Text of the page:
The 7 Best Horror Movie Screenwriters

Let’s Go Beyond Carpenter, Romero and Craven
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  • Horror
Dr. Edward Pretorius in From Beyond, written by Dennis Paoli.
Dr. Edward Pretorius in From Beyond, written by Dennis Paoli. MGM

Horror directors amass followings. The biggest names — George Romero, John Carpenter, Wes Craven — become minor celebrities, celebrated as visionaries who’ve elevated a genre best known as cheap, abundant and disposable entertainment. There’s no question the genre attracts some real artists, but it’s rarely thought of as a showcase for writers. On Vulture’s new list of the top 100 screenwriters the first horror writer, Frank Darabont (The Walking Dead, The Mist, The Blob, A Nightmare on Elm Street 3: Dream Warriors, The Fly II) appears all the way down at #84. Like many of the best horror screenwriters, Darabont is also a director. But this list isn’t primarily for the director-writer visionaries who already get plenty of attention: David Cronenberg, Lucio Fulci, Tobe Hooper, Frank Henenlotter, Dario Argento, Larry Cohen, Kiyoshi Kurosawa, Mario Bava, Kaneto Shindo, Stuart Gordon, Ruggero Deodato and Don Coscarelli. And it’s not for those fair weather talents who get their start in horror, then move on to more mainstream fare.

This list is for the unsung horror screenwriters, whose scripts connect-the-dots in horror history like clues pointing to the true killer.

Amy Jump

A Field in England
A Field in England Drafthouse Films

A Field in England, Sightseers, Kill List

A writer and editor best known for her ongoing collaboration with husband Ben Wheatley, Jump is the less public half of the filmmaking duo rejuvenating British horror. Jump and Wheatley specialize in hybridizing horror with other genres. Kill List is half-Wicker Man, half-In Bruges. A Field in England combines Jodorowsky-ian psychedelia, historical drama and hallucinatory horror. Even more recent collaborations, like the sci-fi satire High-Rise, retain horror elements.

Tom Holland

Class of 1984
Class of 1984 Shout! Factory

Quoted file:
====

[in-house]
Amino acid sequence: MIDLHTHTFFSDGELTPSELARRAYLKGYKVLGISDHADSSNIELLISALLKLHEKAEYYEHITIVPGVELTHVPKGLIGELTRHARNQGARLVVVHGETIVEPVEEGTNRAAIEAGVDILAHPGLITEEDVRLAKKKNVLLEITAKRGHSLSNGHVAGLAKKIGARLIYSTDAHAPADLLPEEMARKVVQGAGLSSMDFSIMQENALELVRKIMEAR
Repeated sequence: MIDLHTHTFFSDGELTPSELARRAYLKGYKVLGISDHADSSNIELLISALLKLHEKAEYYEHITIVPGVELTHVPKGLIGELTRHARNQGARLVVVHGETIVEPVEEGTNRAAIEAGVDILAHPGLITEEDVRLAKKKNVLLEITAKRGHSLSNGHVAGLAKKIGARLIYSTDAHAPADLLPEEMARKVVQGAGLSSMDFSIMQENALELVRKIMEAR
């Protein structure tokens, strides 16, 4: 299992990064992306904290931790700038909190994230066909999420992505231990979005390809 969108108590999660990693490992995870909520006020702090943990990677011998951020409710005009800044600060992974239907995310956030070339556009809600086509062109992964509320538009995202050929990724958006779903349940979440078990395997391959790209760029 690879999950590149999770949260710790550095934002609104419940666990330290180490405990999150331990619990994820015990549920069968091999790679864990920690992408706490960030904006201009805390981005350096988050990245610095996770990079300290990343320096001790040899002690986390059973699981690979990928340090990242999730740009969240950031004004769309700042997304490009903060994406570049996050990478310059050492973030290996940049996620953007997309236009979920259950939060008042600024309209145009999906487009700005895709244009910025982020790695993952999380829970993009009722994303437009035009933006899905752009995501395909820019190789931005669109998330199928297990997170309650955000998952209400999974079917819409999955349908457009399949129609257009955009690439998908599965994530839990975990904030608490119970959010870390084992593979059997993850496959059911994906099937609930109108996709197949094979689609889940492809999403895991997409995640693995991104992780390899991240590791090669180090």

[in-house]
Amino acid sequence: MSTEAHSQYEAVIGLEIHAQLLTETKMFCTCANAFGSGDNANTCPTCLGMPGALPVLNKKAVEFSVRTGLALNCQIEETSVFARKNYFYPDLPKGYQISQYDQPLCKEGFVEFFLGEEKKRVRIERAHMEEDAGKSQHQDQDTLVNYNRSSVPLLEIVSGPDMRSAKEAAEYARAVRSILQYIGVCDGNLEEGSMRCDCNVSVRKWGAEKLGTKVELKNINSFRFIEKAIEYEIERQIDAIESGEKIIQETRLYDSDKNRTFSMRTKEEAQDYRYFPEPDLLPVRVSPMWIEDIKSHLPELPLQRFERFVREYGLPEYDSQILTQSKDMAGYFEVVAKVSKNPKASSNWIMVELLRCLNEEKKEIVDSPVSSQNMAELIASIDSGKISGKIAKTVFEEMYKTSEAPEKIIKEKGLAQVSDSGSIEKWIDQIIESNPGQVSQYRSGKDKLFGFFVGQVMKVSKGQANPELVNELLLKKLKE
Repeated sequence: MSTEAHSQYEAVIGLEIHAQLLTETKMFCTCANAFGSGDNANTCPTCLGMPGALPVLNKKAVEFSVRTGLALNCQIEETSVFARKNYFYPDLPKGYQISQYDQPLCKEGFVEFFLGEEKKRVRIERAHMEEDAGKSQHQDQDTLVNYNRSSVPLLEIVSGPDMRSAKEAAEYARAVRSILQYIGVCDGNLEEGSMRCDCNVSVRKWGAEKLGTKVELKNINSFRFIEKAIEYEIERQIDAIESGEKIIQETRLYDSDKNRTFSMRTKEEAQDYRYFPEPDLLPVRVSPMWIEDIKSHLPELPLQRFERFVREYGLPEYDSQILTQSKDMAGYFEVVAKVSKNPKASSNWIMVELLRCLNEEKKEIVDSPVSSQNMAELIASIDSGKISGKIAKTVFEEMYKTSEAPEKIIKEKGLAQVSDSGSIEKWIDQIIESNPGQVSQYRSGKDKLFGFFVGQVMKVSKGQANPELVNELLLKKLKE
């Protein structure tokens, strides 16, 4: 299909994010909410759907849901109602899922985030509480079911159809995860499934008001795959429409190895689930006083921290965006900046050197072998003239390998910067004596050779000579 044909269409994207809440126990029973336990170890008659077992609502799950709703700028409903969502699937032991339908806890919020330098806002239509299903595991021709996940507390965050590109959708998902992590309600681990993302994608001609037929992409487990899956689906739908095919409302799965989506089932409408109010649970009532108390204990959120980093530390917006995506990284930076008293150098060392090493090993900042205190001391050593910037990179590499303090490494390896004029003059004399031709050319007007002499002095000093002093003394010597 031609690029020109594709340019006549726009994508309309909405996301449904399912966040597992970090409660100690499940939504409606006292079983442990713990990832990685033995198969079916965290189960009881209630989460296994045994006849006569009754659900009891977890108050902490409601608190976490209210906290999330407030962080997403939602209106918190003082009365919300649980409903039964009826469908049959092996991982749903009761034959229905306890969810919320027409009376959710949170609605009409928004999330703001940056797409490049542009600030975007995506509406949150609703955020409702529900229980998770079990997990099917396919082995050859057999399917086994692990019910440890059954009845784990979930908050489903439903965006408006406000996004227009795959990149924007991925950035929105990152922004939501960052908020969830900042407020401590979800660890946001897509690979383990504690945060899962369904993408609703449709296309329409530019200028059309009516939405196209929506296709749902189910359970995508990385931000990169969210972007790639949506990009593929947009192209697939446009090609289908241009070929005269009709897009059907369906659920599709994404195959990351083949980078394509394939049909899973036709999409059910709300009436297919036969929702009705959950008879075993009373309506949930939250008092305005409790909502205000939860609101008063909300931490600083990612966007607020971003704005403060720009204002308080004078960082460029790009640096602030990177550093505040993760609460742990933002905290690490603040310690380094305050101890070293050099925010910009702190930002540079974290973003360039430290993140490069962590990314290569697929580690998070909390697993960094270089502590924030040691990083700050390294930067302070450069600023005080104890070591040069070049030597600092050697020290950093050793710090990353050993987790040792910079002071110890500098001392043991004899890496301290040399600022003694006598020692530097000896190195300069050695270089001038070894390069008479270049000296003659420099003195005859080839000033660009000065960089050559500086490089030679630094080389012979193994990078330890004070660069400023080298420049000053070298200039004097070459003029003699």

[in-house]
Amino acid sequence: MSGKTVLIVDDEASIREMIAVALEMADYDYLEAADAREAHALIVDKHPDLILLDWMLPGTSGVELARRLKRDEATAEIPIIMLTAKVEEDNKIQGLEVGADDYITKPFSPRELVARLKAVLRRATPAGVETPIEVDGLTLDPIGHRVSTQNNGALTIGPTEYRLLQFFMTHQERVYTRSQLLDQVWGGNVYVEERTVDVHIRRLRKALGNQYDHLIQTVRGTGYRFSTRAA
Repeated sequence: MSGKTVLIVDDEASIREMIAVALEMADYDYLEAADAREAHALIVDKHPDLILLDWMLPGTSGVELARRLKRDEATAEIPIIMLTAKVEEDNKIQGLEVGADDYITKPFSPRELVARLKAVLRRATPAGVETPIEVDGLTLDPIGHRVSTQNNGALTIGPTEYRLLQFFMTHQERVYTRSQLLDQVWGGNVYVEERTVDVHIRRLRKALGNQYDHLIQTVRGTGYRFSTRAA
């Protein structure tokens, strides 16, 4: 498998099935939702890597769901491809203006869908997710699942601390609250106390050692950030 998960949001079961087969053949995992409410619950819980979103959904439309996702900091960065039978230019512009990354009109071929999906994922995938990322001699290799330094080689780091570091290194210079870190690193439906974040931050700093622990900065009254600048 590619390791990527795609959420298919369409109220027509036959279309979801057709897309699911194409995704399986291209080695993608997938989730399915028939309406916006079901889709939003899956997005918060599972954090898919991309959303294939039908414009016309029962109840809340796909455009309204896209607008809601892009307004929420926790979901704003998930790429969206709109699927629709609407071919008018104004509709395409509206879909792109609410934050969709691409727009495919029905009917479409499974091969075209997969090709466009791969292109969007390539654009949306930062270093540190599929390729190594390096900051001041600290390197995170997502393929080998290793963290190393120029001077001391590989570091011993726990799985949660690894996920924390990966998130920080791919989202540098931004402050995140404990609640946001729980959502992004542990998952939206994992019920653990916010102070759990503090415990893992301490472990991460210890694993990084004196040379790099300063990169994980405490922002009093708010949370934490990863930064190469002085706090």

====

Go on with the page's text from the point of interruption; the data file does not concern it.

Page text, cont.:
Class of 1984, Psycho II, Fright Night, Child’s Play, The Langoliers, Thinner

Not the new Spider-Man. Sure, he’s a writer-director, but Holland’s varied output and scripts for other directors haven’t left him with the same reputation. That’s too bad, because there’s something amazing about one guy writing such radically different scripts as the drastically underrated Psycho II, the first Chucky movie and the pinnacle of 80s vampire movies (Fright Night just edges out The Hunger and The Lost Boys, imo). But the real hidden gem is Class of 1984. It’s not exactly a horror movie, but certainly brings some of the same genre goods. It’d be a spoiler to say any more.

Jimmy Sangster

The Curse of Frankenstein
The Curse of Frankenstein Warner Bros.

The Curse of Frankenstein, Horror of Dracula, The Revenge of Frankenstein, The Snorkel, The Crawling Eye, The Mummy, The Brides of Dracula, The Horror of Frankenstein

Whereas the Hollywood studio system broke apart in the 60s, British film continued to be defined by assembly line production, with the same writers, actors and directors churning out movie after movie. Nothing demonstrated the success of the model quite like Hammer Film Productions and their main competitor, Amicus Productions, who competed for horror dollars from the late 50s to the 70s. At the heart of the Hammer machine was screenwriter Jimmy Sangster, who wrote multiple entries in their lush and gruesome takes on Frankenstein and Dracula (both with Christopher Lee and Peter Cushing!)